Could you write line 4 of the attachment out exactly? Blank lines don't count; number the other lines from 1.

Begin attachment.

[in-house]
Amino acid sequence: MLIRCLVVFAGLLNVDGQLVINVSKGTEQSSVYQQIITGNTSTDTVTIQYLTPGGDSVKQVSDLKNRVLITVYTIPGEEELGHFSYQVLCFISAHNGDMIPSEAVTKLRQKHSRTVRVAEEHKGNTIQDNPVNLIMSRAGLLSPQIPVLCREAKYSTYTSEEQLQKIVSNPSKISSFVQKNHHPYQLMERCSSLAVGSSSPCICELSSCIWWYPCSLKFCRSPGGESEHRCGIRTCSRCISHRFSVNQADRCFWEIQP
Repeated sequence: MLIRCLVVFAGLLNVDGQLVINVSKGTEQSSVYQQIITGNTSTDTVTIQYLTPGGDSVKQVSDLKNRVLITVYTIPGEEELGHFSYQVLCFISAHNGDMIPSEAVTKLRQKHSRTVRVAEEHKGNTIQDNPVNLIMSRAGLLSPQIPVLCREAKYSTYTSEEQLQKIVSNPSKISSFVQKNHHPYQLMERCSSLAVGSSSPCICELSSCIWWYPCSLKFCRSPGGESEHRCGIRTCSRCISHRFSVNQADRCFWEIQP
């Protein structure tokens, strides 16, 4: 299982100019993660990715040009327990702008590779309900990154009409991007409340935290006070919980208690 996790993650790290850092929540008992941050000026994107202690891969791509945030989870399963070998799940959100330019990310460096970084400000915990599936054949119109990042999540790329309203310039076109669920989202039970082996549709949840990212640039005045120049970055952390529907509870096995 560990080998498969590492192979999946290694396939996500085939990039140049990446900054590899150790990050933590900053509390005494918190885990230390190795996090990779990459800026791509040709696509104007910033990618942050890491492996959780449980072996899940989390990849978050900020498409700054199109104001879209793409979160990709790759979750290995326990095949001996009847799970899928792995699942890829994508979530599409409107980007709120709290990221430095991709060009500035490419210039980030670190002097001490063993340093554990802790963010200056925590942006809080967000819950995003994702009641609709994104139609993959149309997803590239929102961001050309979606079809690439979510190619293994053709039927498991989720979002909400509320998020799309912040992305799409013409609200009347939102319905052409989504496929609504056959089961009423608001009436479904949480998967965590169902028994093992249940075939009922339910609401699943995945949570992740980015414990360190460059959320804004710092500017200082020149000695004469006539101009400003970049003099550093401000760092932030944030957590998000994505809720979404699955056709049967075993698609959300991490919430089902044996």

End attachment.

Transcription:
């Protein structure tokens, strides 16, 4: 299982100019993660990715040009327990702008590779309900990154009409991007409340935290006070919980208690 996790993650790290850092929540008992941050000026994107202690891969791509945030989870399963070998799940959100330019990310460096970084400000915990599936054949119109990042999540790329309203310039076109669920989202039970082996549709949840990212640039005045120049970055952390529907509870096995 560990080998498969590492192979999946290694396939996500085939990039140049990446900054590899150790990050933590900053509390005494918190885990230390190795996090990779990459800026791509040709696509104007910033990618942050890491492996959780449980072996899940989390990849978050900020498409700054199109104001879209793409979160990709790759979750290995326990095949001996009847799970899928792995699942890829994508979530599409409107980007709120709290990221430095991709060009500035490419210039980030670190002097001490063993340093554990802790963010200056925590942006809080967000819950995003994702009641609709994104139609993959149309997803590239929102961001050309979606079809690439979510190619293994053709039927498991989720979002909400509320998020799309912040992305799409013409609200009347939102319905052409989504496929609504056959089961009423608001009436479904949480998967965590169902028994093992249940075939009922339910609401699943995945949570992740980015414990360190460059959320804004710092500017200082020149000695004469006539101009400003970049003099550093401000760092932030944030957590998000994505809720979404699955056709049967075993698609959300991490919430089902044996």